Transfer Of House From Trust To Husband Subjects Wife To Penalty Period – 11/5/12

This case is an example of how the Medicaid program continually changes the rules in the middle of the game. Regulatory changes without public comment and court cases such as this harm the middle class. The outcome in this case is unbelievable and we believe it is incorrect.

An Ohio appeals court ruled that the transfer of a house from a revocable trust benefiting the husband to the husband's name subjects his wife to a Medicaid penalty period. A penalty period is imposed on a gift of an asset to someone besides your spouse, according to the regulations! Williams v. Ohio Dept. of Job & Family Servs. (Ohio App. 3d, No. 8-11-18, Oct. 9, 2012).

Helen and Bobby Williams transferred their home to a revocable living trust that benefited Mr. Williams. Mrs. Williams applied for Medicaid benefits, and the state included the value of the home when calculating the community spouse resource allowance (CSRA). Normally, the rules say that the spouse at home is allowed to keep the home PLUS the CSRA. Mr. Williams then transferred the house from the trust into his name only. Mrs. Williams entered a nursing home, and the state approved Mrs. Williams' application for Medicaid, but assessed a penalty period based on the transfer of the home from the revocable trust to Mr. Williams. This is even though the regulations say transfers between spouses do not count as gifts causing a penalty period.

Mrs. Williams appealed the penalty period, arguing that under state law a house can be transferred between spouses without incurring a penalty. An administrative law judge determined that the transfer of the house was an improper transfer, but ruled that the penalty period should be calculated using the difference between the CSRA and the value of resources Mr. Williams received as a result of the improper transfer. The trial court affirmed, and Mrs. Williams appealed.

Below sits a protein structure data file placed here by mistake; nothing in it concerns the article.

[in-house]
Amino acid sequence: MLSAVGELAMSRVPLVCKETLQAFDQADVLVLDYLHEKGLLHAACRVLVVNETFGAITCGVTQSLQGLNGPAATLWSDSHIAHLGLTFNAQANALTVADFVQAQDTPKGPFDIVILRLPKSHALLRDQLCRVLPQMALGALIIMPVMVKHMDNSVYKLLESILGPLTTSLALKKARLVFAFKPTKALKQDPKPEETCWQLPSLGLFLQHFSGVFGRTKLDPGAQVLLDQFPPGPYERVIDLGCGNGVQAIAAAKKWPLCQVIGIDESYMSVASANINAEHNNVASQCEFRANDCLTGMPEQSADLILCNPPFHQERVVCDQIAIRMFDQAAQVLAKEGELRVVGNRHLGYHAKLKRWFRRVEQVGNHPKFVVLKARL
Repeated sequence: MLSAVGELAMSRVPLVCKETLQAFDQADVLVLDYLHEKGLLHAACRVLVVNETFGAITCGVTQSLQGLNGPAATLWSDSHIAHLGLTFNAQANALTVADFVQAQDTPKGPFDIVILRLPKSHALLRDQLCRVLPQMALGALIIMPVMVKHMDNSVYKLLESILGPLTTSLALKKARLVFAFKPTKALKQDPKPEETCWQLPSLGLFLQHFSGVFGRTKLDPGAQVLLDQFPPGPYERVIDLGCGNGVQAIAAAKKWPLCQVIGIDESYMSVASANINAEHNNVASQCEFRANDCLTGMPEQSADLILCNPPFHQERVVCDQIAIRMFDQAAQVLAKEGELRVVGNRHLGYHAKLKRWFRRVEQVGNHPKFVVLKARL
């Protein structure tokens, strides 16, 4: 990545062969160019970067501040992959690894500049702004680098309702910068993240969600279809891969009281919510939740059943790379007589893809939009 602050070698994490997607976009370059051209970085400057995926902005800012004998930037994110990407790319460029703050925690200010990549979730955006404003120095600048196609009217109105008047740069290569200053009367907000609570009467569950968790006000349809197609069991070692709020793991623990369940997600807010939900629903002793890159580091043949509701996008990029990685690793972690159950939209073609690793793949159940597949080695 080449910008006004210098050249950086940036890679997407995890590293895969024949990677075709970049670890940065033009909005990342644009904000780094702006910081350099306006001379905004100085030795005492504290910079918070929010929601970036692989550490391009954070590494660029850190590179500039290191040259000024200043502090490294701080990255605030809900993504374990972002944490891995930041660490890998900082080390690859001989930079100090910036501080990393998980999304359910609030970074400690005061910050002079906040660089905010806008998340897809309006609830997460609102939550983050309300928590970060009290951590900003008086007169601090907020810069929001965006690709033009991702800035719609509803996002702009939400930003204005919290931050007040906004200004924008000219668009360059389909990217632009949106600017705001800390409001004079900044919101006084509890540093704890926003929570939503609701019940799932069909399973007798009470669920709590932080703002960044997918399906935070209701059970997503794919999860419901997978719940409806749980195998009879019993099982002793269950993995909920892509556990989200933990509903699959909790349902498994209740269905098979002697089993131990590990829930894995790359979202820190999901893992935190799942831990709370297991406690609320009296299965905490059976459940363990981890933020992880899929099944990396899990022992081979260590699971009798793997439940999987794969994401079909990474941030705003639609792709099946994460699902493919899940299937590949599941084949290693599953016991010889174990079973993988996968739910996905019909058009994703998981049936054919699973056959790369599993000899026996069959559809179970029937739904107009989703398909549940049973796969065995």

The Ohio Court of Appeals affirmed, holding that the transfer of the house from the trust to the community spouse is subject to a penalty period. According to the court, there is no authority permitting one spouse to indirectly transfer a house to another spouse through the use of a trust. This ruling doesn't follow the regulations and we don't understand how the court determined this outcome. The court also ruled that only the amount of the couple's resources transferred to Mr. Williams in excess of the CSRA should be assessed in calculating the penalty period.

This case may end up being appealed to the Supreme Court of Ohio, and if it is, we will follow up with that decision. If you want to read the entire decision, the link is: